The problem with making things foolproof is that fools are so doggone ingenious...Dan Keebler
 
mafi29
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RE: Scalability Of Engine Performance

Mon Dec 13, 2010 9:00 pm

Ok, I'll try to summarize what I've learned so far.

The ratio TSFC_static/TSFC_cruise can vary quite a lot and could be due to the three-spool design of the Trent and the two-spool design of the GE90. So both the TSFC_static and the TSFC_cruise for both mentioned engines can be plausible.

Data published by WidbodyPhotos in

Quoting Jambrain (Reply 3):
http://theaviationspecialist.com/350-550_mission_table.gif

is one of the few internet sources of cruise TSFC but its reliability is subject to discussion.
I'd tend to trust the data published by the UK Civil Aviation Authority. (No contradiction though, both could be correct)

The TSFC is presumably increasing with the engines size. Of course, it has to do with thermodynamics and surface effects.


The question remaining is, how exactly the TSFC scales with the size of an engine, and why. I'd really like to understand that. Maybe I should just get a textbook of high bypass turbofan design and figure it out by myself   , but I would be happy if someone who has done that already could just tell me. 

Thanks a lot for all the contribution so far!
 
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Starlionblue
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RE: Scalability Of Engine Performance

Mon Dec 13, 2010 11:37 pm

Two other factor in aircraft selection:
- Purchase/lease price. An aircraft that is more expensive to operate can "saved" by a lower price. Total cost of ownership is what counts.
- Availability of aircraft. If you can get the more expensive one today and the cheaper one in five years...

Quoting airbazar (Reply 13):
A few more ordered A346's after the 777ER launch but before it's EIS (SA, CX). But your point is still valid, not many

AFAIK CX leased the 346s and have given them all back.
"There are no stupid questions, but there are a lot of inquisitive idiots." - John Ringo
 
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jambrain
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RE: Scalability Of Engine Performance

Tue Dec 14, 2010 12:23 am

Quoting mafi29 (Reply 18):
Maybe I should just get a textbook of high bypass turbofan design and figure it out by myself

I would recommend Cumpsty:-
http://www.amazon.co.uk/Jet-Propulsi...nce/dp/0521541441/ref=pd_rhf_p_t_1

(I don't have any vested interest) just a good read!
Jambrain
 
tdscanuck
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RE: Scalability Of Engine Performance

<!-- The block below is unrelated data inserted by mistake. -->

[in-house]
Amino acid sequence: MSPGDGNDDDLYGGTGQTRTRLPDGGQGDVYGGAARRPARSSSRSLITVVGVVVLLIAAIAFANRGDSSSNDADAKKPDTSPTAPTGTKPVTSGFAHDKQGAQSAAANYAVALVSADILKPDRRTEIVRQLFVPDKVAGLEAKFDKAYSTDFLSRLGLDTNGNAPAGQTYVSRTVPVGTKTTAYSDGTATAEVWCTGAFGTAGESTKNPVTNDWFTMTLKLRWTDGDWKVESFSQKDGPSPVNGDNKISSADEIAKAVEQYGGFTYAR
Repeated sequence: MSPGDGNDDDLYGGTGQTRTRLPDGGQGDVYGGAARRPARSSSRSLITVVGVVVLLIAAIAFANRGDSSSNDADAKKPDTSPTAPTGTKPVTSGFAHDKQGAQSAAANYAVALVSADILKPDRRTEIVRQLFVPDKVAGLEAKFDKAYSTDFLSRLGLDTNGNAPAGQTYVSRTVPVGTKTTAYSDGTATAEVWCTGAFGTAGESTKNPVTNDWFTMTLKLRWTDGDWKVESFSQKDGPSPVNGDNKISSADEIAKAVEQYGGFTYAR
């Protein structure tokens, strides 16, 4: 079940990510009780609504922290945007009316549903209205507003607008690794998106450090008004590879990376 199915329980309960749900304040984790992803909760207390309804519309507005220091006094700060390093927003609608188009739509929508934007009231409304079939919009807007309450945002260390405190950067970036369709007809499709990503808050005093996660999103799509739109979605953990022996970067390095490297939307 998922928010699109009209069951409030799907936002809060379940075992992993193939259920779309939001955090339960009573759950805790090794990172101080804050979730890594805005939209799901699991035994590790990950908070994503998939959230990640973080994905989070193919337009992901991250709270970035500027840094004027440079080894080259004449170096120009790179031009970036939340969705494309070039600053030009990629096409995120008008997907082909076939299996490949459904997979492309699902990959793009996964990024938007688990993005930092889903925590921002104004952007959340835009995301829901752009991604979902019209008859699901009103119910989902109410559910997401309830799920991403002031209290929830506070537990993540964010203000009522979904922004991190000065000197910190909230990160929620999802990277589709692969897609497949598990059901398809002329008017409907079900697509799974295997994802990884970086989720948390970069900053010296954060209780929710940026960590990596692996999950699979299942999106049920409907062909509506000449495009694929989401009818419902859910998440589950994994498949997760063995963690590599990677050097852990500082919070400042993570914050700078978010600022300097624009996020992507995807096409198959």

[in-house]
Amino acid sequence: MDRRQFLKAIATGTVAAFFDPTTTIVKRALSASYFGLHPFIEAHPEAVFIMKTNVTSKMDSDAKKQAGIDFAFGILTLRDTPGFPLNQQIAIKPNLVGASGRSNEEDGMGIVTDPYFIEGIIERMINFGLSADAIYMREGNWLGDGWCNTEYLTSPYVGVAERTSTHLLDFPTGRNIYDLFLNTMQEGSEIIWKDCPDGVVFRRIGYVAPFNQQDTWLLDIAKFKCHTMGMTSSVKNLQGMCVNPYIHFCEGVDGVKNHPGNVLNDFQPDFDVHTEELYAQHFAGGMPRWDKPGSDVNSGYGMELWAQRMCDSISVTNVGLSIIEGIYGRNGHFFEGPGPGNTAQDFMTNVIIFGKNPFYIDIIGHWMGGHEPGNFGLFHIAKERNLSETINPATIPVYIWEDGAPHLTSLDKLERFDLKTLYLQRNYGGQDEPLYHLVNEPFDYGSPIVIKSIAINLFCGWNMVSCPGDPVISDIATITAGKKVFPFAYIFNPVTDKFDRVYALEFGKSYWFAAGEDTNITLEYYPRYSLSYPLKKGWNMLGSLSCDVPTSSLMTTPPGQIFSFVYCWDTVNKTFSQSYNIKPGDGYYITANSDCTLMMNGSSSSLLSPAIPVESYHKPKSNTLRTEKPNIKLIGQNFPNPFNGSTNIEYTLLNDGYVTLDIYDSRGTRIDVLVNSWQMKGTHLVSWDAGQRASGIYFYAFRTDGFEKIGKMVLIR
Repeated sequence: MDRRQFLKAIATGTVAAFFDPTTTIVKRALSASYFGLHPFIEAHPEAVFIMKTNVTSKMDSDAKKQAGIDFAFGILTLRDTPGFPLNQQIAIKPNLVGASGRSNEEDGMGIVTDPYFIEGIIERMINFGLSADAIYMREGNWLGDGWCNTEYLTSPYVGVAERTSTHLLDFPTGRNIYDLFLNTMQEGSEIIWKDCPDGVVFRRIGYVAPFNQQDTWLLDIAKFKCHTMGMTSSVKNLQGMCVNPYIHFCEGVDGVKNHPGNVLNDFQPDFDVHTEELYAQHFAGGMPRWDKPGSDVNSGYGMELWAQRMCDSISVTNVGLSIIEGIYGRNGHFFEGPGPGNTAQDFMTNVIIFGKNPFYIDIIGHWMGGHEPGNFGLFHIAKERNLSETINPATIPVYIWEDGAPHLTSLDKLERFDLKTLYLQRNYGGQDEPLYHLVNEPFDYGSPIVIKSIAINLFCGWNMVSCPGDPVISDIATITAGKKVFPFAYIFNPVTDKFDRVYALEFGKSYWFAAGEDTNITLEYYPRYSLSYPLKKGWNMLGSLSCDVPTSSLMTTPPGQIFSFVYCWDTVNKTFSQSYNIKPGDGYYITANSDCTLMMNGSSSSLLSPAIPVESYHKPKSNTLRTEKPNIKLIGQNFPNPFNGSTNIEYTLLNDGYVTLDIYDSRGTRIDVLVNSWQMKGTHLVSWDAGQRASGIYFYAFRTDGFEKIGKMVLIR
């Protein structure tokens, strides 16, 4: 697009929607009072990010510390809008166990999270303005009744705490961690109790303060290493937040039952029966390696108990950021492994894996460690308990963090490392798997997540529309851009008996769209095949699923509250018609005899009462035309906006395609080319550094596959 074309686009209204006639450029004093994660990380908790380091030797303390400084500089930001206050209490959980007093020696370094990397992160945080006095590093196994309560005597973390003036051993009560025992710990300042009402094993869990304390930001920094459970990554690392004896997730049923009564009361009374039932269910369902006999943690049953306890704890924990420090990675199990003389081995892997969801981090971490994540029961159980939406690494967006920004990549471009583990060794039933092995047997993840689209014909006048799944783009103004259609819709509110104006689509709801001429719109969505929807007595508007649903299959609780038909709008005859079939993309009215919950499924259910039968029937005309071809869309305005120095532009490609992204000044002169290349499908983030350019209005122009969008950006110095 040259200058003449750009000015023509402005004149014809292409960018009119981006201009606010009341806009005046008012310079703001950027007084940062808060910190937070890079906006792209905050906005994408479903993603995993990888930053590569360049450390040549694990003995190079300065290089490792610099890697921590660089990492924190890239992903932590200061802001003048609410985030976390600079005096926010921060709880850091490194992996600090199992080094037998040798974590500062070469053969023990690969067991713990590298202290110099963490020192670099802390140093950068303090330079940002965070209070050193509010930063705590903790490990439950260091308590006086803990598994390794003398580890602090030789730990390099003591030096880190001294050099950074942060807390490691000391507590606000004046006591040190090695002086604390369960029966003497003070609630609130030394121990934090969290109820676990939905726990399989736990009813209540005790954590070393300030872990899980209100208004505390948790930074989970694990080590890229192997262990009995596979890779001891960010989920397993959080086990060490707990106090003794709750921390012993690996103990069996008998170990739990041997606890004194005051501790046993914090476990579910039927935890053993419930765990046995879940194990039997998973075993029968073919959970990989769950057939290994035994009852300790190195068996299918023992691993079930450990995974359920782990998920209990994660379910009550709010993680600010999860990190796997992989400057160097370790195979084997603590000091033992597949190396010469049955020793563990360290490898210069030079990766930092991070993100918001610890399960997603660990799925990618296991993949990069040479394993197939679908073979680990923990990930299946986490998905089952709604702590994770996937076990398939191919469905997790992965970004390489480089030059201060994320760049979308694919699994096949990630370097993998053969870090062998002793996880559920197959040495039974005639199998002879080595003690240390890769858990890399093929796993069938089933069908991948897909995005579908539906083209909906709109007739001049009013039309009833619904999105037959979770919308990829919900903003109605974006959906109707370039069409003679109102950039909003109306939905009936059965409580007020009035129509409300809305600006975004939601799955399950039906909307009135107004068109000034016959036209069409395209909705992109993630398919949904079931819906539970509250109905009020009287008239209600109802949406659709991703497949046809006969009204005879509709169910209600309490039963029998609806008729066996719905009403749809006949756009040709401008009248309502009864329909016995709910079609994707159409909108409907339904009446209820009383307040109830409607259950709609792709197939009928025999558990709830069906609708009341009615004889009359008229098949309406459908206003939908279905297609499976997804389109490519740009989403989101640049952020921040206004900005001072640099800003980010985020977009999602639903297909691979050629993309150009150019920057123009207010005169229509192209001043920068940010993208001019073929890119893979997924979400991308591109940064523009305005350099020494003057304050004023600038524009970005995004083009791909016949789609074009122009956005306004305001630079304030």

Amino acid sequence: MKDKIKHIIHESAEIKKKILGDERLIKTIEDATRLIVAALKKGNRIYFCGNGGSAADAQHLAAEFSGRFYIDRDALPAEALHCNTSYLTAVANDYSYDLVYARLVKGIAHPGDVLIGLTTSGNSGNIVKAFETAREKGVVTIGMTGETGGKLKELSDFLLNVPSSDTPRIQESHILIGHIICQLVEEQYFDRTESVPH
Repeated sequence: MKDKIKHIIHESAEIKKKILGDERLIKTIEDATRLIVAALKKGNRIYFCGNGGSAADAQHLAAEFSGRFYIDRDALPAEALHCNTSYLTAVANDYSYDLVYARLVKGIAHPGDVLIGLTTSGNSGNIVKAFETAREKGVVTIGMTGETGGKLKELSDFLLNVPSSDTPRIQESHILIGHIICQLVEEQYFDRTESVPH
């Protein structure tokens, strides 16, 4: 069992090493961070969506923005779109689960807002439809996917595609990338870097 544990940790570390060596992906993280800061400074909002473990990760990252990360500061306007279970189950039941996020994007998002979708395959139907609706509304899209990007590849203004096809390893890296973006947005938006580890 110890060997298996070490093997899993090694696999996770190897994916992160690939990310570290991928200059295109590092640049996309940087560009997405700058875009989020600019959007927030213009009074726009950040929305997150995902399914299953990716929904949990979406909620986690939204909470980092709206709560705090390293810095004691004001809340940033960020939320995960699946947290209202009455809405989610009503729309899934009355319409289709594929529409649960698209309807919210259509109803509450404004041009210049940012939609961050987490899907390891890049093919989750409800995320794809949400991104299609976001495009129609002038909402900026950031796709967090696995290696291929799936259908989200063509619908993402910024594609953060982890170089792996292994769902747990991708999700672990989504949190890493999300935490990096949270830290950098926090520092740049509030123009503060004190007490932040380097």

Tue Dec 14, 2010 5:28 am

Quoting mafi29 (Reply 18):
The TSFC is presumably increasing with the engines size. Of course, it has to do with thermodynamics and surface effects.

*Decreasing* with size. At equal technology levels, large engines are more efficient and have lower TSFC (they burn less fuel to provide the same specific thrust).

Quoting mafi29 (Reply 18):
The question remaining is, how exactly the TSFC scales with the size of an engine, and why.

For a big engine:
-Tip clearances are relatively tighter, so less losses
-Loss of heat to the structure drops (volume to surface ratio is increasing), so less losses
-Physically larger engines make more complex designs easier to implement, like variable stator vanes or three spools, so you can get better performance

Tom.
 
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jambrain
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RE: Scalability Of Engine Performance

Tue Dec 14, 2010 8:16 am

Quoting tdscanuck (Reply 21):
For a big engine:
-Tip clearances are relatively tighter, so less losses
-Loss of heat to the structure drops (volume to surface ratio is increasing), so less losses
-Physically larger engines make more complex designs easier to implement, like variable stator vanes or three spools, so you can get better performance

As I have posted before, the smaller losses from tip-clearance ratios have a law of diminishing returns once you get over a certain point. Looking at the industrial power market you don't see 3000MW Gas turbines do you? (the Siemens SCC5-8000H at 530MW and 444 tons is pretty large !! and >60% efficient)

Also it's interesting to note that a Trent 60 gas turbine from RR at 58MW scale has a better simple cycle operation efficiency of 42% then the Siemens SCC5-8000H at 342MW and 39%

http://goliath.ecnext.com/coms2/gi_0...7058610/SGT5-8000H-on-its-way.html
www.rolls-royce.com/Images/trent60_brochure_tcm92-10920.pdf
Jambrain
 
mafi29
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RE: Scalability Of Engine Performance

Tue Dec 14, 2010 8:31 am

Quoting tdscanuck (Reply 21):
*Decreasing* with size.

   Yes.
That's what you get when you reverse a sentence, stop half way, and click post message.   

Quoting tdscanuck (Reply 21):
For a big engine:
-Tip clearances are relatively tighter, so less losses
-Loss of heat to the structure drops (volume to surface ratio is increasing), so less losses
-Physically larger engines make more complex designs easier to implement, like variable stator vanes or three spools, so you can get better performance